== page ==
It’s time for vacation. I’ve been living here in Burkina for almost ten months, the hot season is upon us, and so it’s time for a little relaxation. My counterpart also pointed out to me that I should absolutely take two weeks now and go because when I get back, we’ll start planting in our tree nursery. We’ll start digging our well and preparing our field for the moringa orchard. Once the rainy season has started in earnest, it will be time to fish and work in the fields again. Then come September, there will be the harvest. Point being: get out now and take some time because we have a lot of work ahead of us.
Where am I going? Well after careful consideration (well to be truthful, there was only one destination in our minds) four of us decided on a beach vacation in Ghana. What does Ghana have that it’s neighbor, Burkina Faso doesn’t have? Below is a list:
Beaches, good beers, English, “rainforest”, seafood, wildlife, trees with leaves, resorts, real safaris, tropical food traditions, kente cloth, trade routes, ecotourism, more access to air conditioning and internet, a lack of dust, lions, oh and an Apple store in Accra (not that I have any money to spend there but still). There’s a reason why we call PC Ghana the “Posh Corps”…
That’s just an incomplete list but some things I’m looking forward to upon arriving. However, with Ghana being a much more developed country comes increased tourism. And with increased tourism there is more petty crime, more scam artists, and more unwanted attention. However, it is all to be taken with a grain of salt.
The beginning of the trip starts with a roughly twenty-hour bus ride from Ouaga to Kumasi in central Ghana. That might sound miserable however this bus is air-conditioned, not falling apart, and I will get my own seat and (hopefully) not have to share it with a vomiting baby—all improvements on my current mode of transportation! We’ll spend some time in Kumasi checking out the sites, including one of the largest markets in all of West Africa, then it’s on to Kakum National Park. After that, we will spend a few days in Cape Coast getting our fill of history—and if you’re me, trying to go fishing. Then we will plant ourselves at a beach resort in Akwidaa Beach for about five days. After that, we will go to Accra to spend a couple days with Sam’s Ghanaian friend (and so that Brook can take the GRE). Then, hopefully much rejuvenated, we will take the 24-hour bus back to Ouaga.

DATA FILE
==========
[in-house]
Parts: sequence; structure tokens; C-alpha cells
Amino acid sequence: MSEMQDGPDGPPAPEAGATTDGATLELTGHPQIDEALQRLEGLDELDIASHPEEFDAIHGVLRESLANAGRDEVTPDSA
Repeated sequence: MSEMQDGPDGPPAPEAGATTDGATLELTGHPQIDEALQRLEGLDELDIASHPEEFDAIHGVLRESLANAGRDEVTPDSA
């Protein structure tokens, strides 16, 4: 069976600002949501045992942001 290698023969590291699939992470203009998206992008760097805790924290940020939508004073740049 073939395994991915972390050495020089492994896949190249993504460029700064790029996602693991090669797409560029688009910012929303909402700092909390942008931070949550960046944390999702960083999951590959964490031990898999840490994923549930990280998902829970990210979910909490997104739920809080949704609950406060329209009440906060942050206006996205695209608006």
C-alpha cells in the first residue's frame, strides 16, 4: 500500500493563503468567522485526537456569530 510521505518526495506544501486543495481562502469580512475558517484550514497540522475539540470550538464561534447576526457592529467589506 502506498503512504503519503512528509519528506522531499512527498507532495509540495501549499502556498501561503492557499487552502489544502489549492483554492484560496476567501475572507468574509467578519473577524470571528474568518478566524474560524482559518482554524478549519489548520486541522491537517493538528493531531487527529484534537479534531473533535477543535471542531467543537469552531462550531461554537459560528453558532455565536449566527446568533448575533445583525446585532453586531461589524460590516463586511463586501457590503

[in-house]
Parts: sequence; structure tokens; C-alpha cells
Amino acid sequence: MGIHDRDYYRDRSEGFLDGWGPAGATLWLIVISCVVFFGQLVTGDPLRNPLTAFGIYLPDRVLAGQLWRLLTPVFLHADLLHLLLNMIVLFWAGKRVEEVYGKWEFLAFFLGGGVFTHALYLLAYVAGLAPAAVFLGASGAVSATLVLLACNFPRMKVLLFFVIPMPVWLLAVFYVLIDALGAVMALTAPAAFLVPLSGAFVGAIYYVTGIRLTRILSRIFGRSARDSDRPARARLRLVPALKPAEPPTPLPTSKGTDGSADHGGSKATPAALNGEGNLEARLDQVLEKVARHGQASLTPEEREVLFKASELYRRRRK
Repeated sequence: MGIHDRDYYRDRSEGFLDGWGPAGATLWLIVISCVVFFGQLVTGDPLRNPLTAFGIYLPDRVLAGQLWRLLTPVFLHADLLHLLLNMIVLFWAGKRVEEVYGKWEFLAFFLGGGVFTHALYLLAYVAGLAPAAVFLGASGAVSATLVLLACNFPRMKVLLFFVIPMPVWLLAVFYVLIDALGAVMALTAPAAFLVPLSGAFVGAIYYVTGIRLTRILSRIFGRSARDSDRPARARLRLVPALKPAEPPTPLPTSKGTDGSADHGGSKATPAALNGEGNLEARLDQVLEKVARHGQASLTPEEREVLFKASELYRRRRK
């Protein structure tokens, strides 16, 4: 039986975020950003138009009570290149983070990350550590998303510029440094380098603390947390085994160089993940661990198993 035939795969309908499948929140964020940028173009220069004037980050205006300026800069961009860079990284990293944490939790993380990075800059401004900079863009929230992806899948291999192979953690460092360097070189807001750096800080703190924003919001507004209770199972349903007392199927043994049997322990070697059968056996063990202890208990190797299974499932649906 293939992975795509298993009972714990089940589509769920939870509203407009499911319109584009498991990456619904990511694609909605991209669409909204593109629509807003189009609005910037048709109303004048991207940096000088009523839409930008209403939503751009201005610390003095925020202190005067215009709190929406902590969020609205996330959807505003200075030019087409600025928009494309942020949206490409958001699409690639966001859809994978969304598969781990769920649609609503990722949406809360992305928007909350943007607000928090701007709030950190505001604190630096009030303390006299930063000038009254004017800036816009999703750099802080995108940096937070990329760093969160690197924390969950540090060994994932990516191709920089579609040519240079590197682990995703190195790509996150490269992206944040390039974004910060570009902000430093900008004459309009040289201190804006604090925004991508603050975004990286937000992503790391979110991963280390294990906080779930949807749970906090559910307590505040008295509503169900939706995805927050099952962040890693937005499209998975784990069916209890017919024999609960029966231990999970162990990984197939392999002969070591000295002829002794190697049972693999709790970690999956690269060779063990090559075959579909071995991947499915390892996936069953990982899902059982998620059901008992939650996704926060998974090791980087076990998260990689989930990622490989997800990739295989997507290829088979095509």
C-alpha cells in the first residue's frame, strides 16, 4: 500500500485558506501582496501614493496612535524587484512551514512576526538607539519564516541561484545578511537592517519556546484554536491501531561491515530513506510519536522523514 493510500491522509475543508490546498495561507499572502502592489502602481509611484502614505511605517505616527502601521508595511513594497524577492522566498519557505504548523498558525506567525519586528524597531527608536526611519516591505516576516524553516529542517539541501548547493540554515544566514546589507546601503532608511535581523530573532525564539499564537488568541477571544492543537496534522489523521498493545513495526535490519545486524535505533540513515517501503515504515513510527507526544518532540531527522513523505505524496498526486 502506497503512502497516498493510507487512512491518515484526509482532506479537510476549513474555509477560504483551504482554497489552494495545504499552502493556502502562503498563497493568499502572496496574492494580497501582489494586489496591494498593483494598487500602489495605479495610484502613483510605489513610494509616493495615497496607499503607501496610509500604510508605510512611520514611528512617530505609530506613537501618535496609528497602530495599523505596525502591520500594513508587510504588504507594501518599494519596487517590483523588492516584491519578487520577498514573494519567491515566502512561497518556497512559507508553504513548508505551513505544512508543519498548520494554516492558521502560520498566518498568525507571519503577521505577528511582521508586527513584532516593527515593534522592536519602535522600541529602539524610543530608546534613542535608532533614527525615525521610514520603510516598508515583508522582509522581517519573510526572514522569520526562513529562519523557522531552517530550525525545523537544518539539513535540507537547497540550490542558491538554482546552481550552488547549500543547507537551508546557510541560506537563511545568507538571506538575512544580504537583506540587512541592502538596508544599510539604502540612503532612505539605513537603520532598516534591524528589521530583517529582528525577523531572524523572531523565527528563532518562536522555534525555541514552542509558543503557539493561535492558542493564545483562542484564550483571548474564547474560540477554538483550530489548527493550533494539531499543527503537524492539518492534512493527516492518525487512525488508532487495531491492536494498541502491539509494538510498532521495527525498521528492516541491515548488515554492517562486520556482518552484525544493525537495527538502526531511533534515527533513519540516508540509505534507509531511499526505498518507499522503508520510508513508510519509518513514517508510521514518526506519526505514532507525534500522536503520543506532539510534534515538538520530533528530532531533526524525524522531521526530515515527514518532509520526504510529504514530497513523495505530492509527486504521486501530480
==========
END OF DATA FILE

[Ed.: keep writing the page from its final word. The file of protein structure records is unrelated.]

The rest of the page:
So that’s that. A week or so ago I was feeling a little bit of vacation regret. I didn’t think I was ready to leave site like that for two weeks and especially did not feel ready to handle a much more developed country and return mentally unscathed. However, as the date of departure crept closer, I began to feel more prepared. The “tubabu” chants from little kids up in Gouran and in Tougan were starting to grate more and more and it was then that I realized that perhaps it was time for a little break.
I hope all is well back home and I’m thinking of you all!
It is my sad duty to inform you that my beloved five-month-old puppy, Juma, has passed away. He died on the evening of March 14th after just a two-day battle with an unknown illness. I suspect that he ate something toxic (since he basically ate everything he found) but I suppose we will never know for sure. What we do know is that he was a fantastic companion and confidant for the five months we spent together and that I will miss him greatly. What follows is a eulogy that “Jumes” most certainly deserves:
He was the nicest dog around: Juma was friendlier than any other dog I have seen here. Whenever a dog would walk or run by (even off in the distance) he would lose his mind, run up to it, and try to befriend it. This usually ended in him being snarled at or at times bitten. It was how he learned but he was never the dog to initiate any form of aggression. In addition, he loved people, particularly other volunteers because they knew how to play with him.
He was a born destroyer: In his short five months, he put rips in every pair of my pants, broke the gate to my courtyard, ate twelve jalapeño plants, ate my six-foot-tall moringa tree down to nothing, broke my screen door, chewed holes in my only pair of jeans, chewed the bindings off of one of my chairs, and put holes in my mosquito net. There’s probably a lot more but those are what come to mind at this point in time.
He was smart: By the time of his death, he knew his name along with “sit,” “shake,” “lie down,” “settle,” and we were working on “roll over.” Not bad at all.
He loved tô more than anything: I have no idea why. He tolerated his dog food that I would lovingly bring back from Ouaga (an incredible pain in the ass, I might add) but for some reason, he would go crazy for tô and could eat maybe three times more than me in one sitting. And I can eat a lot of tô.
He made me glad I had cement floors: He was impossible to housebreak! Well not really, I almost had it at the end. However, before you go and say that it was probably because he was a quasi-wild African dog, Brook (the volunteer in Yo) was able to housebreak her dog in one week. This could also mean I’m bad at housebreaking dogs…
He turned my house into a bone yard: No dog loved bones more than Juma. And no dog loved sharing those bones with me more than Juma. One night he brought in a horse tail. How did he get that? We will never know.